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Foreshadowing in The Canterbury Tales
Foreshadowing Examples in The Canterbury Tales:
The Miller’s Prologue
"Pilate..." See in text (The Miller’s Prologue)
"Pilate" is an allusion to Pontius Pilate, the man who orders Jesus's crucifixion. The Miller interrupts the Monk, who is comes next in the social order, so that he can tell his story. His failure to remove his hat demonstrates his disrespect for the other pilgrims and the tavern, while his "Pilate" voice suggests that this character is blasphemous. This introduction to the Miller's tale foreshadows the inappropriate and crude tale that will follow.
The Wife of Bath’s Prologue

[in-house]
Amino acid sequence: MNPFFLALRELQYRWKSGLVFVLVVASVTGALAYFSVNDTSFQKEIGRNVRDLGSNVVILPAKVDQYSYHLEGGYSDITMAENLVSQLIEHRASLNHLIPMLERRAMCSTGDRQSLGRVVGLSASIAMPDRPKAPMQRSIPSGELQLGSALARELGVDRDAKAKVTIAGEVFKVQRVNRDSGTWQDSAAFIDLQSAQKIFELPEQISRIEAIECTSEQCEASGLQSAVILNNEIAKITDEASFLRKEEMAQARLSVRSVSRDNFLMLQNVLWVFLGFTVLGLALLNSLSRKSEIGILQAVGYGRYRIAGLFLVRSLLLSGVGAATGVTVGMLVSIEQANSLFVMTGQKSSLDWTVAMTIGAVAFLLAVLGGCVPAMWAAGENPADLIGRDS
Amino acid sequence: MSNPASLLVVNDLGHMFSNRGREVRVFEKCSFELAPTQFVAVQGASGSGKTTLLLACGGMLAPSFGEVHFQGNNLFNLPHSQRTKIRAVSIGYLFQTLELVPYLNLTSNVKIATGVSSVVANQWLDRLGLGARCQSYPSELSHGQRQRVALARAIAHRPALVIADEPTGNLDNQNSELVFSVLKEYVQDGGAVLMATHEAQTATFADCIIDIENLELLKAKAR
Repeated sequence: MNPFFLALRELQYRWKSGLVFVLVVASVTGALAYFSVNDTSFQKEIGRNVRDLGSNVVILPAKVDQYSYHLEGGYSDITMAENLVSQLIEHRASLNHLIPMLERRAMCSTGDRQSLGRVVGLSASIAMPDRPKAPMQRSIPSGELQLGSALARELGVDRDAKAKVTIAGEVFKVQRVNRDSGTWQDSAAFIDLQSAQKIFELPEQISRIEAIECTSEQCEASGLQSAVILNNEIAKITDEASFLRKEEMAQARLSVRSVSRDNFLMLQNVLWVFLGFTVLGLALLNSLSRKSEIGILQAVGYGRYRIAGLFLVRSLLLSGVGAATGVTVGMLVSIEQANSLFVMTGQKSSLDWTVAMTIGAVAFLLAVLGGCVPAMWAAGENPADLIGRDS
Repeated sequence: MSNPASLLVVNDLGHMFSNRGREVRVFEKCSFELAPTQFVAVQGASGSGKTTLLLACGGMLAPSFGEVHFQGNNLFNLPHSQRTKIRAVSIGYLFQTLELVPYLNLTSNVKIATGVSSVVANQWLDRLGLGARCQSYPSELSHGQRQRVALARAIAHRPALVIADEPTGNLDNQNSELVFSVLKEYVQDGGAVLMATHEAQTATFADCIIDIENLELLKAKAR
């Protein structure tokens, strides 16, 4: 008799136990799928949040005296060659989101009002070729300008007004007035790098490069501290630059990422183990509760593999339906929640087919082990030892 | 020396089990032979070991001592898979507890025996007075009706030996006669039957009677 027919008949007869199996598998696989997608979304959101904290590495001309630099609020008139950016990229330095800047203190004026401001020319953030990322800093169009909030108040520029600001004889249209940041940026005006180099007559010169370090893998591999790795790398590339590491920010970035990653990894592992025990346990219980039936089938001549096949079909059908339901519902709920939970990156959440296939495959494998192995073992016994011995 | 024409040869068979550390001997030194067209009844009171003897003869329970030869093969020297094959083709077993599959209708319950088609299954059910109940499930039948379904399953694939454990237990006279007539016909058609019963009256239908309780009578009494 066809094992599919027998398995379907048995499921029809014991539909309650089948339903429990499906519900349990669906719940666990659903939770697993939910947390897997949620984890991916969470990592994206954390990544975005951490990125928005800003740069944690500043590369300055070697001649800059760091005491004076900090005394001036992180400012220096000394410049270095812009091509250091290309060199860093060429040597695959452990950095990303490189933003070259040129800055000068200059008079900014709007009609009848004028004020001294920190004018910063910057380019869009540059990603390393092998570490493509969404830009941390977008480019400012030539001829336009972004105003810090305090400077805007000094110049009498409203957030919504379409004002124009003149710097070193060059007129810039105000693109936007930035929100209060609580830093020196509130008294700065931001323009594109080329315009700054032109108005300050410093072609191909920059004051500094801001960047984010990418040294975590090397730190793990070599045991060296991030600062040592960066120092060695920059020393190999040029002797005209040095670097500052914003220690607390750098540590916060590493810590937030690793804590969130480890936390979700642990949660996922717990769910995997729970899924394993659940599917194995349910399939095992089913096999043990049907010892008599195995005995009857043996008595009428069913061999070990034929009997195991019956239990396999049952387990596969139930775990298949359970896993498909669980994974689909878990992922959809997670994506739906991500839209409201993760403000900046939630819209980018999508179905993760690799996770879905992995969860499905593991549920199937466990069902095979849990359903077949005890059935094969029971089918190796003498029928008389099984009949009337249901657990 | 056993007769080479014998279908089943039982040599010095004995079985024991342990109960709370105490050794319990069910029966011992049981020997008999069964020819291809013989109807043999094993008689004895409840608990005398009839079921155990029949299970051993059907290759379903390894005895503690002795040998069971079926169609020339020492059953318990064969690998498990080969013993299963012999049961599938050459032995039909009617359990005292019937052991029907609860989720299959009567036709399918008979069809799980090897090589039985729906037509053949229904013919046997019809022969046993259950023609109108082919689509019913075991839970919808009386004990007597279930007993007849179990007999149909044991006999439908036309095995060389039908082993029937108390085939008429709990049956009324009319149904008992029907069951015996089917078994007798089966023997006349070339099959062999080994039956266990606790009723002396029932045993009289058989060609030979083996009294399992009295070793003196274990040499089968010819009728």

"burn his book..." See in text (The Wife of Bath’s Prologue)
The burning of this book is symbolic for the end of her husband's authority. The Wife and her husband have switched roles: she now governs the lands while he dotes upon her. Alison's personal story foreshadows the story that she will tell the pilgrims. However, notice that in her personal story, she need to both use and endure violence in order to gain her authority, while the character in the story does not.
The Pardoner’s Tale
"sought..." See in text (The Pardoner’s Tale)
Notice how quickly the rioters forget their vow to kill death in the presence of money. Their willingness to abandon their noble (if not foolish) quest demonstrates the weakness of their moral characters. This foreshadows their downfall and the Pardoner's ultimate theme that greed is the most dangerous vice of men.